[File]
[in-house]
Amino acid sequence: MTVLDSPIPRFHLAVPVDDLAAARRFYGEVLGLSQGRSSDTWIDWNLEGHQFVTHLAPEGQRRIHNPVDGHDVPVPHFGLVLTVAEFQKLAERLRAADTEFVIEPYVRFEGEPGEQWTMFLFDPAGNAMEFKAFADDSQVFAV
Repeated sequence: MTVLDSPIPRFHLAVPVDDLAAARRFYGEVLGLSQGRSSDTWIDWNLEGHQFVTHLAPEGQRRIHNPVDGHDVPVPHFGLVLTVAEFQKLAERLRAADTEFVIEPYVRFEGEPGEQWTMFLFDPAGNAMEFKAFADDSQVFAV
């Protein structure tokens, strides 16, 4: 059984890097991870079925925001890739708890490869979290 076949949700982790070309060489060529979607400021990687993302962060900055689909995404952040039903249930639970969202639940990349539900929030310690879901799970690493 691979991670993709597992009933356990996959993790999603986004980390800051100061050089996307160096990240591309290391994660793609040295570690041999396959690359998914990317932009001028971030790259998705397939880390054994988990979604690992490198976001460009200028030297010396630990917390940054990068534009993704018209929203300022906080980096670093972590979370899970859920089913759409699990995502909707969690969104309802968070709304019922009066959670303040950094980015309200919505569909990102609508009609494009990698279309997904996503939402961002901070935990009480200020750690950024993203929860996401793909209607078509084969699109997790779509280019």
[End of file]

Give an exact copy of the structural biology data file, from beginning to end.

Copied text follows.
[in-house]
Amino acid sequence: MTVLDSPIPRFHLAVPVDDLAAARRFYGEVLGLSQGRSSDTWIDWNLEGHQFVTHLAPEGQRRIHNPVDGHDVPVPHFGLVLTVAEFQKLAERLRAADTEFVIEPYVRFEGEPGEQWTMFLFDPAGNAMEFKAFADDSQVFAV
Repeated sequence: MTVLDSPIPRFHLAVPVDDLAAARRFYGEVLGLSQGRSSDTWIDWNLEGHQFVTHLAPEGQRRIHNPVDGHDVPVPHFGLVLTVAEFQKLAERLRAADTEFVIEPYVRFEGEPGEQWTMFLFDPAGNAMEFKAFADDSQVFAV
């Protein structure tokens, strides 16, 4: 059984890097991870079925925001890739708890490869979290 076949949700982790070309060489060529979607400021990687993302962060900055689909995404952040039903249930639970969202639940990349539900929030310690879901799970690493 691979991670993709597992009933356990996959993790999603986004980390800051100061050089996307160096990240591309290391994660793609040295570690041999396959690359998914990317932009001028971030790259998705397939880390054994988990979604690992490198976001460009200028030297010396630990917390940054990068534009993704018209929203300022906080980096670093972590979370899970859920089913759409699990995502909707969690969104309802968070709304019922009066959670303040950094980015309200919505569909990102609508009609494009990698279309997904996503939402961002901070935990009480200020750690950024993203929860996401793909209607078509084969699109997790779509280019």